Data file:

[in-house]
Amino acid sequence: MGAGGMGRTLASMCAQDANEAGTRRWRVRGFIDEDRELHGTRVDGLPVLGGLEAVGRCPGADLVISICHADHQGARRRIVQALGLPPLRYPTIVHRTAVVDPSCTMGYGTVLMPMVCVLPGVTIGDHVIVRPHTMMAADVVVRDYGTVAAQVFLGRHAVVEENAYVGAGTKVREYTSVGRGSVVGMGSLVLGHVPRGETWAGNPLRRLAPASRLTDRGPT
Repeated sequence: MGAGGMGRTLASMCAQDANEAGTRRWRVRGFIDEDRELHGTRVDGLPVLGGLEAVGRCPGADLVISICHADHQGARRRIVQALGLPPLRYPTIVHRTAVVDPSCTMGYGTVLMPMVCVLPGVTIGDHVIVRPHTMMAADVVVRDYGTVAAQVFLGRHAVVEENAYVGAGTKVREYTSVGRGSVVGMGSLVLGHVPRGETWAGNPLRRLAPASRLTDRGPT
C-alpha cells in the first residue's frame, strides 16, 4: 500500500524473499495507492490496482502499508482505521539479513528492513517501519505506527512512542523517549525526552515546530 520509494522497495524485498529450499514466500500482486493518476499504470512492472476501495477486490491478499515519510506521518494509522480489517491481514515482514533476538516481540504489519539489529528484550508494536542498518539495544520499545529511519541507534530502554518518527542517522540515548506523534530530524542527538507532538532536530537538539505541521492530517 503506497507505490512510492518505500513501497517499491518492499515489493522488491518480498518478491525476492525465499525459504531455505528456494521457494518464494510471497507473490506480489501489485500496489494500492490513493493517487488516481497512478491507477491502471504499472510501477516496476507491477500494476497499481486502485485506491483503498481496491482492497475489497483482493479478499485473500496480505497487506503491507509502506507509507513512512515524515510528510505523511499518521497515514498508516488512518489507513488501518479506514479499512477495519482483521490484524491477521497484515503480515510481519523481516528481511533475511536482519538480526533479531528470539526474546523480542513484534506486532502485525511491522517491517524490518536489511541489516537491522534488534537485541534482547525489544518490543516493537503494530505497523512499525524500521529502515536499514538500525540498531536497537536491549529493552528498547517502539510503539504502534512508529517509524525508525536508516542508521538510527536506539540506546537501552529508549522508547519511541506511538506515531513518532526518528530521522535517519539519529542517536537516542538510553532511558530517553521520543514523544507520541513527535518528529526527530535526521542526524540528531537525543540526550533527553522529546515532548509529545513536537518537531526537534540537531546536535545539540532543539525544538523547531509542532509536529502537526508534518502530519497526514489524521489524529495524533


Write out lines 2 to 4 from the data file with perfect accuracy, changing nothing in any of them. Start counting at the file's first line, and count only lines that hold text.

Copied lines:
Amino acid sequence: MGAGGMGRTLASMCAQDANEAGTRRWRVRGFIDEDRELHGTRVDGLPVLGGLEAVGRCPGADLVISICHADHQGARRRIVQALGLPPLRYPTIVHRTAVVDPSCTMGYGTVLMPMVCVLPGVTIGDHVIVRPHTMMAADVVVRDYGTVAAQVFLGRHAVVEENAYVGAGTKVREYTSVGRGSVVGMGSLVLGHVPRGETWAGNPLRRLAPASRLTDRGPT
Repeated sequence: MGAGGMGRTLASMCAQDANEAGTRRWRVRGFIDEDRELHGTRVDGLPVLGGLEAVGRCPGADLVISICHADHQGARRRIVQALGLPPLRYPTIVHRTAVVDPSCTMGYGTVLMPMVCVLPGVTIGDHVIVRPHTMMAADVVVRDYGTVAAQVFLGRHAVVEENAYVGAGTKVREYTSVGRGSVVGMGSLVLGHVPRGETWAGNPLRRLAPASRLTDRGPT
C-alpha cells in the first residue's frame, strides 16, 4: 500500500524473499495507492490496482502499508482505521539479513528492513517501519505506527512512542523517549525526552515546530 520509494522497495524485498529450499514466500500482486493518476499504470512492472476501495477486490491478499515519510506521518494509522480489517491481514515482514533476538516481540504489519539489529528484550508494536542498518539495544520499545529511519541507534530502554518518527542517522540515548506523534530530524542527538507532538532536530537538539505541521492530517 503506497507505490512510492518505500513501497517499491518492499515489493522488491518480498518478491525476492525465499525459504531455505528456494521457494518464494510471497507473490506480489501489485500496489494500492490513493493517487488516481497512478491507477491502471504499472510501477516496476507491477500494476497499481486502485485506491483503498481496491482492497475489497483482493479478499485473500496480505497487506503491507509502506507509507513512512515524515510528510505523511499518521497515514498508516488512518489507513488501518479506514479499512477495519482483521490484524491477521497484515503480515510481519523481516528481511533475511536482519538480526533479531528470539526474546523480542513484534506486532502485525511491522517491517524490518536489511541489516537491522534488534537485541534482547525489544518490543516493537503494530505497523512499525524500521529502515536499514538500525540498531536497537536491549529493552528498547517502539510503539504502534512508529517509524525508525536508516542508521538510527536506539540506546537501552529508549522508547519511541506511538506515531513518532526518528530521522535517519539519529542517536537516542538510553532511558530517553521520543514523544507520541513527535518528529526527530535526521542526524540528531537525543540526550533527553522529546515532548509529545513536537518537531526537534540537531546536535545539540532543539525544538523547531509542532509536529502537526508534518502530519497526514489524521489524529495524533